In The Zone? Defining Your Place in Real Estate

In The Zone? Defining Your Place in Real Estate

Your business thrived in spite of COVID and you need to relocate and expand your facility. So you found a suitable parcel of property on the edge of town – it's the right size and is served by all the necessary utilities. Now you need to examine zoning and land use requirements to determine if you are permitted to operate your business from the property. Here are some questions to ask.

Where am I?

Does the city or county have jurisdiction over the property? This may not be as simple as the location of the city limits. Cities have the right under Arkansas law to impose planning and zoning regulations on lands located outside its city limits. That right is often called exercising extraterritorial jurisdiction, or “ETJ.” The ETJ area ranges from one to three miles beyond the city limits, depending on the population of the city.

You must also determine if the property is subject to restrictive covenants imposed by the current or previous landowner. Private restrictive covenants are effective and enforceable, and if they limit the property’s use to single family homes, it is unwise to build anything but that.

What am I?

After confirming who has jurisdiction, determine the zoning designation and applicable subdivision regulations. Some jurisdictions require a parcel to complete a formal platting process if the parcel is fewer than five acres, or is carved from a tract that will leave the seller with less than five acres.

Some property, particularly if located in the county outside the ETJ, may not be subject to any zoning regulations. That means you can do pretty much anything. It also means your neighbor can do pretty much anything, too. A commercial cookie factory next door may smell nice if you’re an occasional passerby, but it may not be ideal all day, every day.

What do I do now?

If the zoning designation, e.g. “office” or “industrial,” includes your particular use in the list of permitted uses, then it is allowed as a “matter of right” and you are set. Obtain a letter from the city’s planning department confirming the applicable zoning designation and build away.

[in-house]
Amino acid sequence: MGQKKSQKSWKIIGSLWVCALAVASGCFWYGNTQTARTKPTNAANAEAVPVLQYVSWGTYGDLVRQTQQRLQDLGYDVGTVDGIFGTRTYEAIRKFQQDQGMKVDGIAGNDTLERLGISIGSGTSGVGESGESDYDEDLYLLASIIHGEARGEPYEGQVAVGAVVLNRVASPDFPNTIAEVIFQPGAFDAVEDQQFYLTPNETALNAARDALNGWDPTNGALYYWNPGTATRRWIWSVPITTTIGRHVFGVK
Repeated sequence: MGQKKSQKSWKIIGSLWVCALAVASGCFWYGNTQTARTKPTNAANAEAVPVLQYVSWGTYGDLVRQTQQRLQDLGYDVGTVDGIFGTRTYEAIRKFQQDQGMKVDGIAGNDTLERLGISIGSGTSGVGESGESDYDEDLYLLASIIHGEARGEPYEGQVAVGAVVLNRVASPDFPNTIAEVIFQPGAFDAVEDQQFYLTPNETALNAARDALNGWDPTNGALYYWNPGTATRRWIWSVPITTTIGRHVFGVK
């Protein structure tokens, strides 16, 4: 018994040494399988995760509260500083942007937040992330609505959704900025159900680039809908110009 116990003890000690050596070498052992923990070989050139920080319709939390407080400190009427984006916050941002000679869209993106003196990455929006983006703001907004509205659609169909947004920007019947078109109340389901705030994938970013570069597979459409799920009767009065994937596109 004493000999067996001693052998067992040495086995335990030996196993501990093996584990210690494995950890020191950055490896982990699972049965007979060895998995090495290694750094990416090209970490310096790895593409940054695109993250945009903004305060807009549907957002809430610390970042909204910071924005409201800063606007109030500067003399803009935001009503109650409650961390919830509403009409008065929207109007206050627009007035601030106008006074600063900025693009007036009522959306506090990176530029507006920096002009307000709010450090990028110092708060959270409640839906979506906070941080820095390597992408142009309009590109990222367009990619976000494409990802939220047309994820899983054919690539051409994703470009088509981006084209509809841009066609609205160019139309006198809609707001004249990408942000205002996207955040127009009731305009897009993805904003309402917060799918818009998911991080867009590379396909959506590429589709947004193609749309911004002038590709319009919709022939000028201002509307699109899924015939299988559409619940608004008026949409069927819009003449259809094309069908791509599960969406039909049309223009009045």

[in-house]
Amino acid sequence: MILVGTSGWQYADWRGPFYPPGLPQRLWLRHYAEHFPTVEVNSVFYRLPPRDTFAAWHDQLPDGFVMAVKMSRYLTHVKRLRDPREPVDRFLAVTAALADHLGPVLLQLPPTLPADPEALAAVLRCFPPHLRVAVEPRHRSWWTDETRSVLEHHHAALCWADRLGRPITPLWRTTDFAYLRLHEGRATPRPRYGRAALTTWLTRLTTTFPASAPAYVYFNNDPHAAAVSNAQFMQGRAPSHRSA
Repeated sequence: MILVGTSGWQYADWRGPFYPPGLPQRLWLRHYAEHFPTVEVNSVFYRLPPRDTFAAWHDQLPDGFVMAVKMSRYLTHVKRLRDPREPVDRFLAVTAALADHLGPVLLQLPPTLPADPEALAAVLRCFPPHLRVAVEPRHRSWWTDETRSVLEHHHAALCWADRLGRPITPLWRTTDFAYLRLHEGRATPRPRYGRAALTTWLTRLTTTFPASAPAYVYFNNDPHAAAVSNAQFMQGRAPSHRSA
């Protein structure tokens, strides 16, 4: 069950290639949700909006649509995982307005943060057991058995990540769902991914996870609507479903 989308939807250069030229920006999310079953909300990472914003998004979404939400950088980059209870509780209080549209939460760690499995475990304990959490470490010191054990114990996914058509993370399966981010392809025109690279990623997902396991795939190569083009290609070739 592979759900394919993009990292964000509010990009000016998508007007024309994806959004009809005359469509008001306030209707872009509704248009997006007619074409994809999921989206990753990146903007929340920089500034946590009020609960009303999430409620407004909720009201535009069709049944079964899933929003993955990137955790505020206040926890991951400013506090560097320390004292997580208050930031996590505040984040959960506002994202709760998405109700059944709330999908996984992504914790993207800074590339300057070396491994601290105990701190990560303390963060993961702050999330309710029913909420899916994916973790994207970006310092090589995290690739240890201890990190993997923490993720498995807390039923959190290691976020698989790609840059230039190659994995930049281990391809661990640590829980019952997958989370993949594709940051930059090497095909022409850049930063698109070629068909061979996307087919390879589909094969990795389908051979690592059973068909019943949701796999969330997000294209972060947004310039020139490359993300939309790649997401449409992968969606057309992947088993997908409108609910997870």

If your use is not permitted as a matter of right, then you have three options. First, your use may be included in the list of “conditional uses” under the zoning designation. That allows you to use the property for your purpose with consent from the city, typically called a “conditional use permit” or “CUP.” A CUP is typically obtained through action of the city’s or county’s planning commission, and the process requires public notice and a hearing. Expect 60 to 90 days to make this happen. If the planning commission does not permit the CUP, you can appeal the decision to the city council or board.

Your second and third options are more involved. You can attempt to amend the zoning ordinance itself so that it permits your intended use. Essentially, the ordinance is modified to include your use in the list of uses permitted as a matter of right, or to the list of conditional uses that requires planning commission action. This is a good option for newer uses, like a solar power generation facility, that were not contemplated when the zoning ordinance was adopted.

Finally, you can attempt to rezone the property from the current designation to one that permits your use, like from “residential” to “commercial.” Some cities also offer an option to use a “planned development,” sometimes referred to as a “PUD” or “PD,” which is essentially a special zoning designation for your property. Both the zoning ordinance amendment and a rezoning require approval by the planning commission, and then an ordinance being adopted by the city council or board. With the required public notices and hearings, and three readings of the proposed ordinance, 60 to 120 days could be required to complete the process.

Addressing zoning and planning issues is often a tricky path to navigate alone. A good surveyor or engineer and an experienced lawyer make the best team to guide the process.

Scott Schallhorn is a business attorney at Mitchell Williams. He has extensive experience advising businesses and individuals in complex commercial transactions, finance and real estate matters.